Friday, September 17, 2010

Old Testament Grace: Daniel 1:8-14

We Christians often think of “grace” as something God gives us, but people can show grace towards each other. In fact, passages like Matthew 5:48 and 1 Corinthians 11:1 tell us to imitate Christ, and that would include showing favor to those under our care. For Hillary McFarland’s Journey to Grace project, I’m going to look at the Septuagint’s use of form charin in Daniel 1:8-14 (ESV):

But Daniel resolved that he would not defile himself with the king’s food, or with the wine that he drank. Therefore he asked the chief of the eunuchs to allow him not to defile himself. And God gave Daniel favor and compassion in the sight of the chief of the eunuchs, and the chief of the eunuchs said to Daniel, “I fear my lord the king, who assigned your food and your drink; for why should he see that you were in worse condition than the youths who are of your own age? So you would endanger my head with the king.” Then Daniel said to the steward whom the chief of the eunuchs had assigned over Daniel, Hananiah, Mishael, and Azariah, “Test your servants for ten days; let us be given vegetables to eat and water to drink. Then let our appearance and the appearance of the youths who eat the king’s food be observed by you, and deal with your servants according to what you see.” So he listened to them in this matter, and tested them for ten days.

Directed by God, the chief of the eunuchs bestowed grace on Daniel. Rather than taking a “Do as your told” approach to management, he carefully explained his own responsibilities to the king and the risks he took having one of his charges underperforming. Rather than responding with anger that his orders weren’t followed, he listened to Daniel’s defense and agreed to a reasonable compromise. Tyranny isn’t God’s way for those in authority to rule (Matthew 20:24-28, Mark 10:42-45, Luke 22:24-26), and the chief of the eunuchs, an unbeliever, knew how to exercise compassion on those entrusted to him. Those of us who aim to be perfect like our Savior should do the same, giving undeserved grace to those under us because God has given grace to us (Matthew 18:15-35).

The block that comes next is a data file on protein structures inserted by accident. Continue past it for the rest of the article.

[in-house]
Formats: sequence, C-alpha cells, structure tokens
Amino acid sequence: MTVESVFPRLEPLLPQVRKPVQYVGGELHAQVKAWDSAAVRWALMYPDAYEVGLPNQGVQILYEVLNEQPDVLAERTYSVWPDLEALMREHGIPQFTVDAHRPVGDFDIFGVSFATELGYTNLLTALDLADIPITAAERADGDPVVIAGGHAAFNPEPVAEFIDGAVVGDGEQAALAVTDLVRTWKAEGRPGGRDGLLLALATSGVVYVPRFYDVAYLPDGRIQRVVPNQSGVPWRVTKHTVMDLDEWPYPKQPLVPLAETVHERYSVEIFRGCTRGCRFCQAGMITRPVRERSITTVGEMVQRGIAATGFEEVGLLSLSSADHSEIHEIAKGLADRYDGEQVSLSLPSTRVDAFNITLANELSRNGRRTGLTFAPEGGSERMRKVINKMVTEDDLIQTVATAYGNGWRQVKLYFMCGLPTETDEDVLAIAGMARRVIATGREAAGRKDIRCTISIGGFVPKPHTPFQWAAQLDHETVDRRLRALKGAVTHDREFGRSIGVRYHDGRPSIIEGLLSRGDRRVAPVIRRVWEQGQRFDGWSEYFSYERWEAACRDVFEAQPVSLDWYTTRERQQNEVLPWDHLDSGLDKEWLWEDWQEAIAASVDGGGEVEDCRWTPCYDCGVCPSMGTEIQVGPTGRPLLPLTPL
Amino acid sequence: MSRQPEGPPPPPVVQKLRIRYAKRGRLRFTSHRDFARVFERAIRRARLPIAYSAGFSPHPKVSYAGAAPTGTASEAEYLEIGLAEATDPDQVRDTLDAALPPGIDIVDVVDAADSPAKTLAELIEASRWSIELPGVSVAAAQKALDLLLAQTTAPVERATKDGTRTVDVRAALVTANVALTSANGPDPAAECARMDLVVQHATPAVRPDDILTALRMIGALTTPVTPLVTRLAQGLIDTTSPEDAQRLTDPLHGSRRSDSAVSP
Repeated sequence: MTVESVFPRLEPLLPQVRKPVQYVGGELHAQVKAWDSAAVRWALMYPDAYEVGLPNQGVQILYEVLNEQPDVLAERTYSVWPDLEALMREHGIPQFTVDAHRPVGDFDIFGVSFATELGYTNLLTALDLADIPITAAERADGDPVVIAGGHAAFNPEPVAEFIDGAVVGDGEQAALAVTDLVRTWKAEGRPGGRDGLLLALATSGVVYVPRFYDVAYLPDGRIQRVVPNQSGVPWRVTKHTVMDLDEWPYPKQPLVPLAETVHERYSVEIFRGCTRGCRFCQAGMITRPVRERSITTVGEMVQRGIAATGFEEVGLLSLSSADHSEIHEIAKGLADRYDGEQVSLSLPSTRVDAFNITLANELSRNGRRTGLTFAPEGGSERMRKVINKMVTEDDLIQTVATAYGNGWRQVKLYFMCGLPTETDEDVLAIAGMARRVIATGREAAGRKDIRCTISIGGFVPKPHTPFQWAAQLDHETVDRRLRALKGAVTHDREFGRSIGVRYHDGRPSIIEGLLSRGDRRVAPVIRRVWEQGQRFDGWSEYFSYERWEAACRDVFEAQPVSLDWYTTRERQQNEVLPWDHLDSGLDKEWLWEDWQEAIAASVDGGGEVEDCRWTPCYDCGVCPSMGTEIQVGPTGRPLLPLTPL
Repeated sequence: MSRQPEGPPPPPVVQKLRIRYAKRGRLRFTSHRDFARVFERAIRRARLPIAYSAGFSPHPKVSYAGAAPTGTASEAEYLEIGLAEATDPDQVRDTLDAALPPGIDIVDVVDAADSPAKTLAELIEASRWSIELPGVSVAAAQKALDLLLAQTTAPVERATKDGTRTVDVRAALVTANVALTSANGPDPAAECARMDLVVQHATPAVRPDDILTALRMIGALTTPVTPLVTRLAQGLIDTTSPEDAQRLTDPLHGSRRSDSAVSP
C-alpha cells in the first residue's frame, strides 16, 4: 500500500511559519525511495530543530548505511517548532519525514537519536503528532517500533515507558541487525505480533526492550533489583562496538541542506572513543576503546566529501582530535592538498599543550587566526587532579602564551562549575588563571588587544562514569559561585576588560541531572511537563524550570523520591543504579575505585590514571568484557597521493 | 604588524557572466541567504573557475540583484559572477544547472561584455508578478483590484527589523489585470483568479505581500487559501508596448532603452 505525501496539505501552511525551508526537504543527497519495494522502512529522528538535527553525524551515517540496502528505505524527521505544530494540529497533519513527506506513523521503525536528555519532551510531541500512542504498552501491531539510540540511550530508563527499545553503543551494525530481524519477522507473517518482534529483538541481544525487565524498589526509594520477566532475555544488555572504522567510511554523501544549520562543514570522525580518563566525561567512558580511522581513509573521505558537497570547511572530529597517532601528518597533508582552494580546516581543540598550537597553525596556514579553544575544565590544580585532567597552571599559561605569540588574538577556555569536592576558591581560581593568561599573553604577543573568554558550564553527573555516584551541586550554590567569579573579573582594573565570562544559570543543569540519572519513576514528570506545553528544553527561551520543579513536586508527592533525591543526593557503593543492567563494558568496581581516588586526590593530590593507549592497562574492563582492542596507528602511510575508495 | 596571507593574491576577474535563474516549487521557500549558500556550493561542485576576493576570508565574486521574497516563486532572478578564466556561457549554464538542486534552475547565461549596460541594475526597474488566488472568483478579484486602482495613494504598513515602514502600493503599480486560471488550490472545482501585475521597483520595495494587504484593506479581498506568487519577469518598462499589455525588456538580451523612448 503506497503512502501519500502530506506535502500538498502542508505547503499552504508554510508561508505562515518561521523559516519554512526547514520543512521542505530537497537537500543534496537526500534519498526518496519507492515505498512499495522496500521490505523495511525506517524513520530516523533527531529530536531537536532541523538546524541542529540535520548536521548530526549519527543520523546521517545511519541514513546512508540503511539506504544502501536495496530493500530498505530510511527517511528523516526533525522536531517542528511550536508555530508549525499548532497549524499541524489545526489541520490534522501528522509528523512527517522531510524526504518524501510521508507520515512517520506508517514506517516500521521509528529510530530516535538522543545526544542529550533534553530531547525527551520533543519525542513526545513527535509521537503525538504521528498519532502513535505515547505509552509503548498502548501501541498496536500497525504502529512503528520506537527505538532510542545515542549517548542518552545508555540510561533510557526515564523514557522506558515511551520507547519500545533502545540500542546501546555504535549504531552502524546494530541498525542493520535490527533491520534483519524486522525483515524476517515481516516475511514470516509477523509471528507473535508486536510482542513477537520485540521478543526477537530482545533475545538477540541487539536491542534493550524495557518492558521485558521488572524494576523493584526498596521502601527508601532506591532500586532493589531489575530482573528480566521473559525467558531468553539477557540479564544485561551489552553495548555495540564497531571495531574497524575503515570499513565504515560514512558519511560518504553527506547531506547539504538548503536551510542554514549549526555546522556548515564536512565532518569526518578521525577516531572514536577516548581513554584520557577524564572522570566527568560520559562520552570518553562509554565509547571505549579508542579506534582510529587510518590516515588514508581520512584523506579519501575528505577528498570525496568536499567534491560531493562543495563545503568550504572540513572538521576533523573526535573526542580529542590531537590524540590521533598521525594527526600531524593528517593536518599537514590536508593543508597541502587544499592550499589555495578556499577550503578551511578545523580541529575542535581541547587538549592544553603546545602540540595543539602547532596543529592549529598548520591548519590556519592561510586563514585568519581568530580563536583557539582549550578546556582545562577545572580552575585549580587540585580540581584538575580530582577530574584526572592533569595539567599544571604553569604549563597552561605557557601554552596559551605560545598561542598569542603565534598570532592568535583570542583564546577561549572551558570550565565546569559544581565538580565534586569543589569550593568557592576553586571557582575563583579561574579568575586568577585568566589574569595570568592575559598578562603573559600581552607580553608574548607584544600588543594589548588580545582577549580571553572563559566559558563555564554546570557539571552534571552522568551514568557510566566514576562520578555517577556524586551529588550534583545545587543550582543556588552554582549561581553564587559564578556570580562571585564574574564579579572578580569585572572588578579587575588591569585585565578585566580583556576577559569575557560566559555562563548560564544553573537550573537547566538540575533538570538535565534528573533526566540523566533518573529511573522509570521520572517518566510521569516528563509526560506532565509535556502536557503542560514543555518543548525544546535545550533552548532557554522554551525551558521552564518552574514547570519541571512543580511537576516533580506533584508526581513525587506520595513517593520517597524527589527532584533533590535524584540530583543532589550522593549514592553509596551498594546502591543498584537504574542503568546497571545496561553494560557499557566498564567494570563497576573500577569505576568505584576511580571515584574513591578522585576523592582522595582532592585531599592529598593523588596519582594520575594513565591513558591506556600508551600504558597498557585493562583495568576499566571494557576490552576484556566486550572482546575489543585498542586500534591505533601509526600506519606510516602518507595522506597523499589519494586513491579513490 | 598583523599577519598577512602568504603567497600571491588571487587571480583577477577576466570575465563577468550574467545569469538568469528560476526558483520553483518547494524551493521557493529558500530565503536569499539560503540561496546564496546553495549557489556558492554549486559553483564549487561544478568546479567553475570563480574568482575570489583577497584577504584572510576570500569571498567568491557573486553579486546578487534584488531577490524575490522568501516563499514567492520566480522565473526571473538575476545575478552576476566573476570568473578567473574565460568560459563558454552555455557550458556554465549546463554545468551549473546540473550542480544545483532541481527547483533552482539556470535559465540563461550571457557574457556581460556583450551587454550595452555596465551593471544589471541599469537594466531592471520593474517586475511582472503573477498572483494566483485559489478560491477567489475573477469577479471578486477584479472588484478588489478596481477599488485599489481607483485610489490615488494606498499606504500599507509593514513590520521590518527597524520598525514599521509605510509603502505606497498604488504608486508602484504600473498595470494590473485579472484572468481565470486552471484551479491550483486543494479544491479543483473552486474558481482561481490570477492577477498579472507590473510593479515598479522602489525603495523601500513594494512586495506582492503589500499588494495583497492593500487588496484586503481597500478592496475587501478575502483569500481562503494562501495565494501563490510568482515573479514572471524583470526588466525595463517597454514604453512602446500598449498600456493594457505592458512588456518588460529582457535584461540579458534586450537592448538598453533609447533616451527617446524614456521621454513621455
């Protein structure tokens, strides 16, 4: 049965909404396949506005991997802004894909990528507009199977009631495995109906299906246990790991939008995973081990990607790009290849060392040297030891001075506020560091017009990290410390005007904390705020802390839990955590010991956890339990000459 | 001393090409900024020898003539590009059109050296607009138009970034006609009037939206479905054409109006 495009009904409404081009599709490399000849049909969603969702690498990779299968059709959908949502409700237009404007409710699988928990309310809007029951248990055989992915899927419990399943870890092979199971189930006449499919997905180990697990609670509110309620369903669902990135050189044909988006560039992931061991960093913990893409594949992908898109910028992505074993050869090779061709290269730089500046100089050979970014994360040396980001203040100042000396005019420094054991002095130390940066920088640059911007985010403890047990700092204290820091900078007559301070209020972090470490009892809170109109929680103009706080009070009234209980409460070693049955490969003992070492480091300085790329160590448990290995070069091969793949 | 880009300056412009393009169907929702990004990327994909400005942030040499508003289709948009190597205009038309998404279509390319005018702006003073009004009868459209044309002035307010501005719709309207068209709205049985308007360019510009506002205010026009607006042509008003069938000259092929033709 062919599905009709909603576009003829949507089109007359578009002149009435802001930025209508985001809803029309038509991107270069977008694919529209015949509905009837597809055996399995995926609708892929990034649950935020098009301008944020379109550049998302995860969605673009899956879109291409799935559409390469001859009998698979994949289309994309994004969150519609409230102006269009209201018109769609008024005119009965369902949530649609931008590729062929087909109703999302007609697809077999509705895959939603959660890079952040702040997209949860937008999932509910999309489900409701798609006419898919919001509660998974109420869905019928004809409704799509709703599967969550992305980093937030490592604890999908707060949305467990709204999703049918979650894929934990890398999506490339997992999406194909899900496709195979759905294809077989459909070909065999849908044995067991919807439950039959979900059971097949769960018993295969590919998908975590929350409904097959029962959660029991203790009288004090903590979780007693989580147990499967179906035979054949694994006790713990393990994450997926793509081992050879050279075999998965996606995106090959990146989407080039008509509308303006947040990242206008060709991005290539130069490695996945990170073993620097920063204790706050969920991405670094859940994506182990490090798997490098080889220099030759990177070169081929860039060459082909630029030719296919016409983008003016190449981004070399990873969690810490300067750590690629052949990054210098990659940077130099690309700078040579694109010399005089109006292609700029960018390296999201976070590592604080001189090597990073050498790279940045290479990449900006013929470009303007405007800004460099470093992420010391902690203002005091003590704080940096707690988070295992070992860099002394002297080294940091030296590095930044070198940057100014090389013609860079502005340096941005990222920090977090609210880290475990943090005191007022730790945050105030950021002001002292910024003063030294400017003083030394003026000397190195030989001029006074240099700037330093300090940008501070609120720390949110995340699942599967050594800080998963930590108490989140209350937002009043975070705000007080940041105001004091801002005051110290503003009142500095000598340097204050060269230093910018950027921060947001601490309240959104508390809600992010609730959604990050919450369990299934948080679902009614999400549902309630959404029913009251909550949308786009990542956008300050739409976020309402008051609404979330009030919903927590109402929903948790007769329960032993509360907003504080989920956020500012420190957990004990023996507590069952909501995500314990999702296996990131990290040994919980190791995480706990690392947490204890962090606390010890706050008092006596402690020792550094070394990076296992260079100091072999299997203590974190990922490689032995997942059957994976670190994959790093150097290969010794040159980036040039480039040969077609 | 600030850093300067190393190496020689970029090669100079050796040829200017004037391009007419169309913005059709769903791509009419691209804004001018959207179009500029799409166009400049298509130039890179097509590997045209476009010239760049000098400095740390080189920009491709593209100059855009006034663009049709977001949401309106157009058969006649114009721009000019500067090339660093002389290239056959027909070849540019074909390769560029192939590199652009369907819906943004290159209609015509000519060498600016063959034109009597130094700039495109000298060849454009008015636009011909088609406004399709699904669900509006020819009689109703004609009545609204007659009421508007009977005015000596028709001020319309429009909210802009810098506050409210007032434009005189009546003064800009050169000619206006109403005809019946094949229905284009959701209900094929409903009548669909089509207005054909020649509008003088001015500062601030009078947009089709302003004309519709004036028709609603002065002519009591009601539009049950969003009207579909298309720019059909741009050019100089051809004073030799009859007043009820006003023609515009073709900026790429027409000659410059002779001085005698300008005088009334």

2 comments:

  1. I love how you find these little pockets of grace! And the little surprises...like I'm sure Daniel and his friends experienced a little trepidation, perhaps. Yet to be surprised by grace instead ~ thanks for another great piece!

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  2. Great analysis. Too few people consult the original Greek and Hewbrew text to get the proper context of some Scripture. Thanks for this reminder of what grace is and how we as humans can bestow it upon others. Wonderful example with the Daniel and the chief eunich. Great applicable, Biblical references too.

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